^.Another service earned for him speedily the gratitude ofthe whole Island. At the time he assumed office the SupremeCourt had gone greatly into arrears. Cases sent up in appeal layundisposed of for eighteen months, much to the inconvenience ofsuitors. Sir John Phear addressed himself to the task of render-ing speedy justice in appeal, even as you, my lord, with the helpof your colleagues, are endeavouring in these days. He intro-duced the routine of Appellate Judges sitting almost every dayin the week. By assiduous work he cleared off all arrears in thecourse of eighteen months, which contributed not a little to the« peace of the country and to the elasticity of trade in the Island.
Another service, the highest and best in the estimation of theBar, was his training of the Bar and his demonstrating to it thetruth that the so-called “ uncertainty of the law ” Is nothing more*than the uncertainty of ill-trained Judges as to the true facts ofthe case and the proper principles of law applicable to it. In.those days your lordship, who was practising at the Bar, willremember the state in which the Bar was, for want of good example-in the art of pleading. Sir John severely condemned inaccuratestatements of facts, and was ever on his guard against the colouringgiven to a case by inconclusive arguments. He cared naught for theopinions of counsel. He would accept, pacts opd legal principlesonly. He trained the members of the Bar to be not onlyaccurate in regard to the facts of the case, but also guarded in theexpression of opinions. He had a way all his own of manifestingerrors of thought and faults in reasoning. Above all, he made*the Bar argue cases upon first principles of law. Before hiaadvent^ legal principles were’ of little avail in the determination:of a case unless supported by a judgment of a competent Courthere or in England. After Sir John’s arrival, if in arguing a*case an advocate cited a. decided case without going into first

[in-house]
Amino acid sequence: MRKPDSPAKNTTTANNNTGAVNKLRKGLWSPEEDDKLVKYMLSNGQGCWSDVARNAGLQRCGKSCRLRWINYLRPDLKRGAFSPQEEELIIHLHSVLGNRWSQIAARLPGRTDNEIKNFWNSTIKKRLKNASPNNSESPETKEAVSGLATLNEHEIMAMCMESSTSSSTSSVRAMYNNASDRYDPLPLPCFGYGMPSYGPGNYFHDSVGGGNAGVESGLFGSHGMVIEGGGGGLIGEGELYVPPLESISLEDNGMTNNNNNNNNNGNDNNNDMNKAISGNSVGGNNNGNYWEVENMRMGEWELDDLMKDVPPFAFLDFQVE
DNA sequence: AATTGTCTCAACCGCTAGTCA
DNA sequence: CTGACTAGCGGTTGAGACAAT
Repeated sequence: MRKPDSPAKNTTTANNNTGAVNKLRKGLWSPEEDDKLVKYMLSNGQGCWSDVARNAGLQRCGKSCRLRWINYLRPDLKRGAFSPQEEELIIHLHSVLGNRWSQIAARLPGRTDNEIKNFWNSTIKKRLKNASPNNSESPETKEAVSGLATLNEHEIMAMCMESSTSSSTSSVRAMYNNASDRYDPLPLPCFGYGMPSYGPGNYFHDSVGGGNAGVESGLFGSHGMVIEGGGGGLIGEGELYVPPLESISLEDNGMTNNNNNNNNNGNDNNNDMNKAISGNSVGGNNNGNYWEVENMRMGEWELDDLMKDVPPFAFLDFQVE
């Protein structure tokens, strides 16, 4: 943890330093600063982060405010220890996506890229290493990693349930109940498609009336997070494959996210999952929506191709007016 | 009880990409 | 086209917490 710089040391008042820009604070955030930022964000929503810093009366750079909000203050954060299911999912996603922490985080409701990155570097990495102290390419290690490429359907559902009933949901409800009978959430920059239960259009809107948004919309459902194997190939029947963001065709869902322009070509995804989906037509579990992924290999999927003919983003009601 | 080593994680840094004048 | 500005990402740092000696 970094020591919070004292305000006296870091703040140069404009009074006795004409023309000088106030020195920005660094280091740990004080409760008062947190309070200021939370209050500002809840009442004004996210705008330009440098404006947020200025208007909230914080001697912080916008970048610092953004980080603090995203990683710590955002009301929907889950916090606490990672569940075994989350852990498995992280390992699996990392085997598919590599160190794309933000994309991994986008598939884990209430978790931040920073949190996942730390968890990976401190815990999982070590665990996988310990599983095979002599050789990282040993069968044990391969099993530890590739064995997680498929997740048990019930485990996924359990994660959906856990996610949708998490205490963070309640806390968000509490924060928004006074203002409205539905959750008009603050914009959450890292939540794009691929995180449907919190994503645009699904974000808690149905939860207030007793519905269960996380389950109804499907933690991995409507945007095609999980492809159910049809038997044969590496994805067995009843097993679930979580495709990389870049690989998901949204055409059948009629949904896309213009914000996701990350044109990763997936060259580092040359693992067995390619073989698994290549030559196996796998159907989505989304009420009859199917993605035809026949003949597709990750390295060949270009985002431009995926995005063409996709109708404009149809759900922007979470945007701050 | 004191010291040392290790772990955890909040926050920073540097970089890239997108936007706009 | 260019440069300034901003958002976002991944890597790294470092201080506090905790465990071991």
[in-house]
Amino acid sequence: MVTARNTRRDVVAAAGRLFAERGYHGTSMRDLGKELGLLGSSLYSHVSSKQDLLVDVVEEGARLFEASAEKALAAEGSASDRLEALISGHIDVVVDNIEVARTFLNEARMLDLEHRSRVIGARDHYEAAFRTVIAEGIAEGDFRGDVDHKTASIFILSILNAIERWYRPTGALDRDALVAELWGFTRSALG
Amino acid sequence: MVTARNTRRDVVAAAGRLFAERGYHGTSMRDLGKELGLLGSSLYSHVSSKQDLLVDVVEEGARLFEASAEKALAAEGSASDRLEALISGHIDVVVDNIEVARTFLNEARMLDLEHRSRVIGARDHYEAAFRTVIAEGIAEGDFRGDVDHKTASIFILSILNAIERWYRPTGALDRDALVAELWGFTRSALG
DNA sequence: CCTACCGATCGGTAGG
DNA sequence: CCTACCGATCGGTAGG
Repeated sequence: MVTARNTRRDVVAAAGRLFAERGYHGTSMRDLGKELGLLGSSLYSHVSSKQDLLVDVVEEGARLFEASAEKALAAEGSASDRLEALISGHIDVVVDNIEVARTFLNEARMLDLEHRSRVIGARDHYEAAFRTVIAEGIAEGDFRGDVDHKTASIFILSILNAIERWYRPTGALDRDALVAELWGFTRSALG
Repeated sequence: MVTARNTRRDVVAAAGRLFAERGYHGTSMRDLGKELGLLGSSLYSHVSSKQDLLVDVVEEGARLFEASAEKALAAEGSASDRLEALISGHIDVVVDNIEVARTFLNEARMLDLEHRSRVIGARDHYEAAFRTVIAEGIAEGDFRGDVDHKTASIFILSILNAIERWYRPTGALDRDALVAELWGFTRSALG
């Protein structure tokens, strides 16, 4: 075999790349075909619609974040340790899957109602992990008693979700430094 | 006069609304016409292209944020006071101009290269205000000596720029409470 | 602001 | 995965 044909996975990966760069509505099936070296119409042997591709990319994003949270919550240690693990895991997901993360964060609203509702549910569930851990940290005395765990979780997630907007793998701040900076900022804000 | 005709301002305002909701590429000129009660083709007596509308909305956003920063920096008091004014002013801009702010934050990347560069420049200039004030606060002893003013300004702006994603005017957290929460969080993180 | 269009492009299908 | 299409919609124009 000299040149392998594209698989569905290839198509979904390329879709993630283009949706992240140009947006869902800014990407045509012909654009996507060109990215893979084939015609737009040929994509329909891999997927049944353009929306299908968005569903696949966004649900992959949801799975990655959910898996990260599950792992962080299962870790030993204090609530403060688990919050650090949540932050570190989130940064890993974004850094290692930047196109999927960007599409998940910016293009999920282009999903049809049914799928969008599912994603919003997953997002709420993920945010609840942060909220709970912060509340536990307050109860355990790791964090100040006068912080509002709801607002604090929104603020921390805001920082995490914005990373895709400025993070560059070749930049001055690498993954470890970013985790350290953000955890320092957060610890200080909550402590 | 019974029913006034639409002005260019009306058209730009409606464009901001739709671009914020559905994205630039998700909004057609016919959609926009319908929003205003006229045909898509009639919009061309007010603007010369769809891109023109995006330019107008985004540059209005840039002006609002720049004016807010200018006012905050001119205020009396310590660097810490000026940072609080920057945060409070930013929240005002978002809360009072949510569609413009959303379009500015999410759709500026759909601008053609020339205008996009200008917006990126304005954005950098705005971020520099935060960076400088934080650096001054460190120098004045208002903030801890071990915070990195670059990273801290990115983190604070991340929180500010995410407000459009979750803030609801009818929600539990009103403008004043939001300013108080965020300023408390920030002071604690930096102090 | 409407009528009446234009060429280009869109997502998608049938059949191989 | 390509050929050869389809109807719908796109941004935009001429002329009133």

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principles, his lordship would say, “ I do not want authorities;let us solve this case even as a mathematician would solve aproblem, by applying^ the axioms and propositions we havelearned in our Books.” Advocates were thus encouraged to lookup tiie first principles of law applicable to the case and to carefullyapply then<.
Sir John Phear would often help them in the art of applyingprinciples to facts. If they passed on to authorities toospeedily, he would say:”We do not want authorities just yet;
they are only of corroborative value. Let us solve the questionby the proper application of first principles, and then lookinto authorities to discover whether our conclusions on < firstprinciples are corroborated by them. ’’ In this way first principlesbecame paramount. Before his time legal principles had becomeso elastic and uncertain by pronouncements from the Bench thatit was difficult to advise clients. During Sir John Phear’a timethese difficulties disappeared. Lawyers were able at the outsetalmost to prophesy what would be the result of a case inappeal. Training such as this one can never forget, nor cease tobe grateful for.
The grandeur of Sir John Phear’s intellect and character is■universally recognized at the Bar. They deeply regret his death,and will be pleased if the sympathy of the Bench and Bar couldbe conveyed at once to the family of Sir John Phear..
The Chief Justice directed that a note of these proceedings bemade in the minutes of the day, and a copy thereof forwarded toMiss Phear..